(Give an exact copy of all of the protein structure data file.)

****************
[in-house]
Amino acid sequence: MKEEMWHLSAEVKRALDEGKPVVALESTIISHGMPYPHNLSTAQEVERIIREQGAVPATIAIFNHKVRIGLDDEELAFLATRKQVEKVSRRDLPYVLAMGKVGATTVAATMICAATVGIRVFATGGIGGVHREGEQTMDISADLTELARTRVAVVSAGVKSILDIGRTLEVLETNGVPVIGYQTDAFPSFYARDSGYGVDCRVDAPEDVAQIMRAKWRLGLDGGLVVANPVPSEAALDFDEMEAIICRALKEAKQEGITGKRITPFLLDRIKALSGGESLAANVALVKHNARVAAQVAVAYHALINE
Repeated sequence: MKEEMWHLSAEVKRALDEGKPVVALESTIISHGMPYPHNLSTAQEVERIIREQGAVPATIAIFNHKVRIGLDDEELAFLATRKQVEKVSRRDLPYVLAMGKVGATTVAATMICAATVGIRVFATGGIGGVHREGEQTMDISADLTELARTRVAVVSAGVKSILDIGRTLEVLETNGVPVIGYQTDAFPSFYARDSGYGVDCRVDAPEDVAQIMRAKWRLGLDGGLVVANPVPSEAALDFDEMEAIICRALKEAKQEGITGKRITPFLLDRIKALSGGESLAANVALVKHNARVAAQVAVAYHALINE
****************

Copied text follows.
[in-house]
Amino acid sequence: MKEEMWHLSAEVKRALDEGKPVVALESTIISHGMPYPHNLSTAQEVERIIREQGAVPATIAIFNHKVRIGLDDEELAFLATRKQVEKVSRRDLPYVLAMGKVGATTVAATMICAATVGIRVFATGGIGGVHREGEQTMDISADLTELARTRVAVVSAGVKSILDIGRTLEVLETNGVPVIGYQTDAFPSFYARDSGYGVDCRVDAPEDVAQIMRAKWRLGLDGGLVVANPVPSEAALDFDEMEAIICRALKEAKQEGITGKRITPFLLDRIKALSGGESLAANVALVKHNARVAAQVAVAYHALINE
Repeated sequence: MKEEMWHLSAEVKRALDEGKPVVALESTIISHGMPYPHNLSTAQEVERIIREQGAVPATIAIFNHKVRIGLDDEELAFLATRKQVEKVSRRDLPYVLAMGKVGATTVAATMICAATVGIRVFATGGIGGVHREGEQTMDISADLTELARTRVAVVSAGVKSILDIGRTLEVLETNGVPVIGYQTDAFPSFYARDSGYGVDCRVDAPEDVAQIMRAKWRLGLDGGLVVANPVPSEAALDFDEMEAIICRALKEAKQEGITGKRITPFLLDRIKALSGGESLAANVALVKHNARVAAQVAVAYHALINE